How Does 'Going Green' Affect Your Company, and is it Worth It?
By David Goldsmith
Wednesday, 23rd September 2009
When you purchase a green car, is the car really green?  Or is it just the engine?  When I see a green car, I see a work in progress. Tires still use rubber and oil, and cast iron and metals come from metal fabrication. 

Fabrics and leathers, some which require formaldehyde and other chemicals in their production, are used. So green may not really be green.  The perception is green, or at least GREENER.

Take the GE locomotive.  Was GE trying to produce more efficient, lighter and more powerful products before the push for green?  You bet.  So then pushing harder is just a marketing tactic to suggest that Ecomagination is driving green.

I admit that the green movement has prompted more individuals to try harder to live, work, and produce in more ecologically-friendly ways.  Awareness over the past few years has driven consumers to buy products from firms that have been working on creating sustainable products.   And now you see how firms capitalize on the trend; when firms start moving to green, they promote and promote and promote themselves as going green.

Let's say a wood manufacturer in the US switches from oil stains to water-base stains.  The firm's products are greener and can be promoted as more eco friendly than competitors' products in the US, even though in Europe, using water-base stains is more common. (Apparently water-base stains are not typically as brilliant as oil.)

Attracting market share based on ecological awareness only works if green is "in," and we've seen that with hybrid cars.  Toyota says it took several years to sell 500,000 hybrid cars, yet once the green wave struck, it only took 2 years to sell the next 500,000.  However, with economic challenges, Priuses are no longer in high demand; they are sitting on lots across the US only because a typical hybrid takes 3.5 years to make a return on the additional costs.  When gasoline in the US averaged less than $2.00 per gallon, the payback was even longer.  Toyota can smile again as gasoline prices rise.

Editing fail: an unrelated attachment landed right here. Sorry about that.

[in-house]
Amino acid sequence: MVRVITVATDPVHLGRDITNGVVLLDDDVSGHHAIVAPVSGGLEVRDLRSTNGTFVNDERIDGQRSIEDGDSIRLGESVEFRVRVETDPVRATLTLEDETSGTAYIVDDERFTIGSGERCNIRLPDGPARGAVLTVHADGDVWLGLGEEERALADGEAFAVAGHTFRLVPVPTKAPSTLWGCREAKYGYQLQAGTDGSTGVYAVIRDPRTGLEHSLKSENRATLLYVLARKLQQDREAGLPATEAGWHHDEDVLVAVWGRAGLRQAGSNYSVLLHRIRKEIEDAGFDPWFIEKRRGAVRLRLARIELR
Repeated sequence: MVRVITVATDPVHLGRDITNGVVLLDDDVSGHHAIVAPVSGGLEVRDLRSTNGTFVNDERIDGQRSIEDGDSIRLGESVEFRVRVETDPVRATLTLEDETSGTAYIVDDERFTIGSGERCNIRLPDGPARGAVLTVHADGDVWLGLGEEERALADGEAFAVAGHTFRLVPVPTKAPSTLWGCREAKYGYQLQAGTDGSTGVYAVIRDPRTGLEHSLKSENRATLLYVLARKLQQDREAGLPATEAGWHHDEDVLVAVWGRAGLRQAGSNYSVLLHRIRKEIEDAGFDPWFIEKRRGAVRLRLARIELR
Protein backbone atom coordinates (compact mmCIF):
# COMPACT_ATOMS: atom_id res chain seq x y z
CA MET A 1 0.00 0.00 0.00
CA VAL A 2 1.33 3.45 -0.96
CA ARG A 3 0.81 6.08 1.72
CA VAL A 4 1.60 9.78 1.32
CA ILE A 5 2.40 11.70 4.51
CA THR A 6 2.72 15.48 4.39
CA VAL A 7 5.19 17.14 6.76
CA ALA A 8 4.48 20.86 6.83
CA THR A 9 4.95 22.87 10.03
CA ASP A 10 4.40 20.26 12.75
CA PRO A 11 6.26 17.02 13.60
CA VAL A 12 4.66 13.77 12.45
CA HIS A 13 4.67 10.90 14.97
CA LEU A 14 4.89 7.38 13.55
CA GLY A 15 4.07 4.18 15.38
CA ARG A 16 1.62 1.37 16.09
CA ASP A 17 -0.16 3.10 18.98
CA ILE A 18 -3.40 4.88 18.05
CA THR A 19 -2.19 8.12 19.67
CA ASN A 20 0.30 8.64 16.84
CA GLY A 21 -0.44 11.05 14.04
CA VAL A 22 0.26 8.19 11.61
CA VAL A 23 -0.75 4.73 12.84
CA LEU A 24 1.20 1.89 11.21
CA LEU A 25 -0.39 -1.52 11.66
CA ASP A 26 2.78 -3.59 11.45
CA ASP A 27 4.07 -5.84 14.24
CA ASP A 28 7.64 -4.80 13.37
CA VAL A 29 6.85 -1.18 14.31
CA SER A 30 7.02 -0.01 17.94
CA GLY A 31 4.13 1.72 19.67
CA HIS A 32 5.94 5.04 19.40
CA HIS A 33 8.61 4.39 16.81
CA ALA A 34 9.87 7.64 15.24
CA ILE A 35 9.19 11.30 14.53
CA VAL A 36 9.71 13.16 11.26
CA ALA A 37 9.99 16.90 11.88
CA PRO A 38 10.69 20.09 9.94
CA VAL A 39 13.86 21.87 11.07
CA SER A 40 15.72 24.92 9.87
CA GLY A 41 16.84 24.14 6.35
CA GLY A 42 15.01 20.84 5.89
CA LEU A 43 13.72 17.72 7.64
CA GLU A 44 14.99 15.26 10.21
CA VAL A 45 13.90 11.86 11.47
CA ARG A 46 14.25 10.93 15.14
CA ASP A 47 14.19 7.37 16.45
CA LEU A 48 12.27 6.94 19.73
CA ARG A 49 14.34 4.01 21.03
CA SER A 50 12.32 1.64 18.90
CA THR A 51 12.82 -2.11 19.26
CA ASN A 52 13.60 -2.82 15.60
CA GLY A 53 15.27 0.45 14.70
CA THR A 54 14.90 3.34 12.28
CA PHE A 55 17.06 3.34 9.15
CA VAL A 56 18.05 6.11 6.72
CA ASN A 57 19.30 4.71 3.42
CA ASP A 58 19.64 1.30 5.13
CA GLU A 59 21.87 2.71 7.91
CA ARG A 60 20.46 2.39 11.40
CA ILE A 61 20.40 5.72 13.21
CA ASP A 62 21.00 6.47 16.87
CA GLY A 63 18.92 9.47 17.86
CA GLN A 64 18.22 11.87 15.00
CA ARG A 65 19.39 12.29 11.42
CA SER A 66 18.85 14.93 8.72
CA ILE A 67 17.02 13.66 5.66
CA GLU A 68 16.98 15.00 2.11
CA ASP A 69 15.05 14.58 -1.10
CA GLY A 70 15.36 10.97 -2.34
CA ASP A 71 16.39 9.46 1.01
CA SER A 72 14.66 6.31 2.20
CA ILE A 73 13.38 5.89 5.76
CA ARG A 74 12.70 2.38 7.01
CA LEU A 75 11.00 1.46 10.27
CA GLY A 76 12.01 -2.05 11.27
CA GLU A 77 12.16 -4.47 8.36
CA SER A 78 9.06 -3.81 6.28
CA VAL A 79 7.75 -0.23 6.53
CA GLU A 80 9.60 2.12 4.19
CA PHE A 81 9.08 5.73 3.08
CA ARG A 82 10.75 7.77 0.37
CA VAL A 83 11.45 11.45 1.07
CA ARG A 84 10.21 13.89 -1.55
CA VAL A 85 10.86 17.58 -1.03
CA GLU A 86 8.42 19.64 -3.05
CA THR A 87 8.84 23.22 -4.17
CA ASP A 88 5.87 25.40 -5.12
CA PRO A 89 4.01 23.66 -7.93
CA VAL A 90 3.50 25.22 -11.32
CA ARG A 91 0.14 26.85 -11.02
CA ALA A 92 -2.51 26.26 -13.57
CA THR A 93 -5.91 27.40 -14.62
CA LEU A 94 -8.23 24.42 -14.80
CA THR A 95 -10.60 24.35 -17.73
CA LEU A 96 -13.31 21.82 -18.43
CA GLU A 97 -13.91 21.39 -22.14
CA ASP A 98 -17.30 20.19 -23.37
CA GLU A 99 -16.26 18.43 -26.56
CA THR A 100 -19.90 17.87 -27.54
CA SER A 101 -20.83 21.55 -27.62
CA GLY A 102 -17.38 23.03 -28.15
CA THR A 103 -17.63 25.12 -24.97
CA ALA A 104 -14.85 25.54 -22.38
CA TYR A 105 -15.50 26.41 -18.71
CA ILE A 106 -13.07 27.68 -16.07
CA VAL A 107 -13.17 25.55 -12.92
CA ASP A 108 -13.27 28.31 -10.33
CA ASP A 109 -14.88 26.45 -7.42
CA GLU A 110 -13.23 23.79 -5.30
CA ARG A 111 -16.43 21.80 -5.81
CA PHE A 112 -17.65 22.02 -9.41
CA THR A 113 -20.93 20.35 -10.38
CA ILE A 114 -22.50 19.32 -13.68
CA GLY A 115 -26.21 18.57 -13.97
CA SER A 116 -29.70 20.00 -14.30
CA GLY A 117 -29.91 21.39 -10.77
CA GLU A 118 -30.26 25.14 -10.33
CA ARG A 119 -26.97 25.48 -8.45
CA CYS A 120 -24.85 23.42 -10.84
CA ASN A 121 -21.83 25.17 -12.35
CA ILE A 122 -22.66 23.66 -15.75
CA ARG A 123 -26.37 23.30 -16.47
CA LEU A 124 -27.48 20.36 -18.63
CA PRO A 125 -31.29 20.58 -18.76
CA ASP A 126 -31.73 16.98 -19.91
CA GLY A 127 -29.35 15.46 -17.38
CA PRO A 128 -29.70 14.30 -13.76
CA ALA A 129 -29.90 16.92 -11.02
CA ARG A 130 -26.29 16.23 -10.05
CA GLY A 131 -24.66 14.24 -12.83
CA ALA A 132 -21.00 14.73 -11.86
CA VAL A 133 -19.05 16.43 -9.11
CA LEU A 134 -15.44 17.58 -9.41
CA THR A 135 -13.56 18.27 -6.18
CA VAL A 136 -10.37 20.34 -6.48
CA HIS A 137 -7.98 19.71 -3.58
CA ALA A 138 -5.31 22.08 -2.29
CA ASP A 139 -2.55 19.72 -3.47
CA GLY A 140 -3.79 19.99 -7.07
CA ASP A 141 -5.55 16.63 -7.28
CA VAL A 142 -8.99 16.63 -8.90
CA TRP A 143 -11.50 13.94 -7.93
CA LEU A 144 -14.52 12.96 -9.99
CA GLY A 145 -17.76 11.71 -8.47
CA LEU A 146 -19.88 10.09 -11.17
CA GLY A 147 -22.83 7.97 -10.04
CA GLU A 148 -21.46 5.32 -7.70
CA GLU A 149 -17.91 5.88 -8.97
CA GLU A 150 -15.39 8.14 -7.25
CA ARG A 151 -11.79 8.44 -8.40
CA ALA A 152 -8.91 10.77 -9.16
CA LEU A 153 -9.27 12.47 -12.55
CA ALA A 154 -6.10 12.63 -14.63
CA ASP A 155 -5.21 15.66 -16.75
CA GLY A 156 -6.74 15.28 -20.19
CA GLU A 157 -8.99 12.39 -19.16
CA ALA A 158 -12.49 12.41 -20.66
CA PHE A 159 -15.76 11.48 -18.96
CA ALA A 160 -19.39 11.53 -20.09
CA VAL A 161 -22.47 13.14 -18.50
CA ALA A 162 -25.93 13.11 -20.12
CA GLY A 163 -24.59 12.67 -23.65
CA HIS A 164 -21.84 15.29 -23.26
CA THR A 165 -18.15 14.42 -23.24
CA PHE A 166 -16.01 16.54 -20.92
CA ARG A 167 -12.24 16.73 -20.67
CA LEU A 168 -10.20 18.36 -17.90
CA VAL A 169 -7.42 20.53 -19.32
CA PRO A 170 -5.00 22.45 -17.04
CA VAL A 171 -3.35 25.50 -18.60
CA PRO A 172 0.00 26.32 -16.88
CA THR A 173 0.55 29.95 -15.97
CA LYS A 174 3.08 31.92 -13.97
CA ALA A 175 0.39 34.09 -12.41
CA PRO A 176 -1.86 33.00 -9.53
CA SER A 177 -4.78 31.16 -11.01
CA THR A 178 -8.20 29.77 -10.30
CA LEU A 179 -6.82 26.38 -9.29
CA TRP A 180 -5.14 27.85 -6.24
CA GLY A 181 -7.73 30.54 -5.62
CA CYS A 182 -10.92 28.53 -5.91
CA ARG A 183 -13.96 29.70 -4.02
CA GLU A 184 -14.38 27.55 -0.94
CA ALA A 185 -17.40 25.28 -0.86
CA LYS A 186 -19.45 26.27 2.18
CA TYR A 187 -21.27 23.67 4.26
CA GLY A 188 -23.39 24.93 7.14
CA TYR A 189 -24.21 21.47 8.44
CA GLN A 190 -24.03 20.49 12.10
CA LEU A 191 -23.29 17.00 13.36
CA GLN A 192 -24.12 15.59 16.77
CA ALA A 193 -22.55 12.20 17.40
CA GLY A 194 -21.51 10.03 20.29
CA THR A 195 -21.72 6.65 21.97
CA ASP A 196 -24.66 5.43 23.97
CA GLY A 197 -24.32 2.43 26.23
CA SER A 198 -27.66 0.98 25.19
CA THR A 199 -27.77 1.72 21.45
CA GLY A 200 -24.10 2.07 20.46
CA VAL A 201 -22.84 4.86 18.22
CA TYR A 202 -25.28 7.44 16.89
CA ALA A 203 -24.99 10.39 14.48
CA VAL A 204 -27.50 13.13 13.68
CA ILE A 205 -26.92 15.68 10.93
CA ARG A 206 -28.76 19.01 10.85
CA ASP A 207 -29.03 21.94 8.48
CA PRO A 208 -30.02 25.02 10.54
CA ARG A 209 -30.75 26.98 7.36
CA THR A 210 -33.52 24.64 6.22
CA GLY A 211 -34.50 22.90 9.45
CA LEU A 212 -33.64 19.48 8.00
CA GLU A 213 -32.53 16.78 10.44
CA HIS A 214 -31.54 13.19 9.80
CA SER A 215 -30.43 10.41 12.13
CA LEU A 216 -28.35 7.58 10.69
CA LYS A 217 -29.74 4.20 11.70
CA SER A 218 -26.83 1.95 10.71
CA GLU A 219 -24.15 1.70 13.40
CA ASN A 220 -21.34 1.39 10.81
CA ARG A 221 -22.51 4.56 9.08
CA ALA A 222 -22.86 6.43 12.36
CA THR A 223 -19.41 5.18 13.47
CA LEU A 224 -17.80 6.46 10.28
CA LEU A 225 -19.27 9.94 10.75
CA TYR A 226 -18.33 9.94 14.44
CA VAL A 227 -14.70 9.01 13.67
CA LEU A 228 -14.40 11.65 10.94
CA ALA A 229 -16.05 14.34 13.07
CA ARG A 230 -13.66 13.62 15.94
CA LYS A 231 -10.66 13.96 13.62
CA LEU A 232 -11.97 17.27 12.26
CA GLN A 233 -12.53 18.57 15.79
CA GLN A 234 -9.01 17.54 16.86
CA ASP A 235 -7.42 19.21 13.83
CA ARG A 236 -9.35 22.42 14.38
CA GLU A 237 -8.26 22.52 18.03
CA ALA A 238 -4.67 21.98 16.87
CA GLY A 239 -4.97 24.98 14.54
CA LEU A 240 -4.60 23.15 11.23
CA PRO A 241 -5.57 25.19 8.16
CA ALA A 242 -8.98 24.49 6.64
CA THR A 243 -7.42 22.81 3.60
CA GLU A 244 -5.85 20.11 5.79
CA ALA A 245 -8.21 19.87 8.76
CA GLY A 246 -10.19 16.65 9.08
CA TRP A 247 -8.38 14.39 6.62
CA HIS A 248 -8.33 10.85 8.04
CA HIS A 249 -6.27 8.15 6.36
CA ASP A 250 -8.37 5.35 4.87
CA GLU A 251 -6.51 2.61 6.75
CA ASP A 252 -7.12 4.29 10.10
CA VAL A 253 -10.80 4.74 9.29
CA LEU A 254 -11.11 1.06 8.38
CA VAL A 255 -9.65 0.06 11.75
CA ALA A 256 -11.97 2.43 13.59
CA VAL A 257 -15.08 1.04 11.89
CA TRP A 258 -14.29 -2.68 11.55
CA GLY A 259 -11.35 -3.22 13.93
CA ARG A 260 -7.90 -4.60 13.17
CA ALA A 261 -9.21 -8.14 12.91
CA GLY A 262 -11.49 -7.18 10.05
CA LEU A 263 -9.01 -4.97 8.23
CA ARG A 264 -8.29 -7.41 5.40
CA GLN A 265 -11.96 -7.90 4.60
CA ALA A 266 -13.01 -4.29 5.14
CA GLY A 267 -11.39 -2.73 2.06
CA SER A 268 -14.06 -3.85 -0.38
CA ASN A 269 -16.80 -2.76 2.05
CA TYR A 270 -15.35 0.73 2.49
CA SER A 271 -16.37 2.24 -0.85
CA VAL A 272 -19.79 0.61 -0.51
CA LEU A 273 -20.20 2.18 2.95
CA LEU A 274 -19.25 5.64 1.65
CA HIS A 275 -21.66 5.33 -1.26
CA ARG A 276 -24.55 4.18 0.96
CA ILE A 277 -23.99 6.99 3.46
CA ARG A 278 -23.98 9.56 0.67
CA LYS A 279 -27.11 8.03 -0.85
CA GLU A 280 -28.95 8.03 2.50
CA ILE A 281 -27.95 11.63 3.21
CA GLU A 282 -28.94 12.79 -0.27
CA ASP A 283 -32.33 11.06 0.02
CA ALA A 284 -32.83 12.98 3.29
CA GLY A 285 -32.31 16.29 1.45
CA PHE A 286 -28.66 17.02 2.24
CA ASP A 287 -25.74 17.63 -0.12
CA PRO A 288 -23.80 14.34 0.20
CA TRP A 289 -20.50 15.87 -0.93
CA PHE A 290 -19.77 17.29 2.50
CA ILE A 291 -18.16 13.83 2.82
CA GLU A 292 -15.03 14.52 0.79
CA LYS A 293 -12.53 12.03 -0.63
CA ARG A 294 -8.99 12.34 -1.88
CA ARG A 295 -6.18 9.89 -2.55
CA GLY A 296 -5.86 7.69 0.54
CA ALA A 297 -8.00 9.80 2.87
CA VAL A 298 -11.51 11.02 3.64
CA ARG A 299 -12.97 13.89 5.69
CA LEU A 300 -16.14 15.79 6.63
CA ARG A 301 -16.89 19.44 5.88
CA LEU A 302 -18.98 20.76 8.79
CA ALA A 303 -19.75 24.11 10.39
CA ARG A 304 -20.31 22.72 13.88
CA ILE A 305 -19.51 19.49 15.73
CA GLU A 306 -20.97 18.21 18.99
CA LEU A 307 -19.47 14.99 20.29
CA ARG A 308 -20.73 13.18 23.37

So green might have a little more of a challenge to overcome if the product or service is pricier.

What this means is, go green, but don't expect your buyers in a challanged economy to make the green choice as readily in the past.  If you were to spend $100,000 going green, take 50% and change to green, and use the rest to increase productivity and reduce utility and labor costs.  You might say that going green would then be a double benefit that will not only be green, but even more sustainable since the cost of going green comes in different forms.

The Strategic Alchemist, David Goldsmith, is a consultant, speaker, author, and professor who is known worldwide for improving decision makers' individual and corporate performance. Mr. Goldsmith has provided results for Fortune 200 CEOs, was recognized as NYU's Outstanding Professor the Year, was named one of Successful Meetings Magazine's 26 Hottest Speakers, and was awarded CNY's Entrepreneur of the Year Award.

To learn how you can improve your performance using these award-winning proven strategies and tactics, check out www.davidgoldsmith.com, email david@davidgoldsmith.com or call (315) 682-3157
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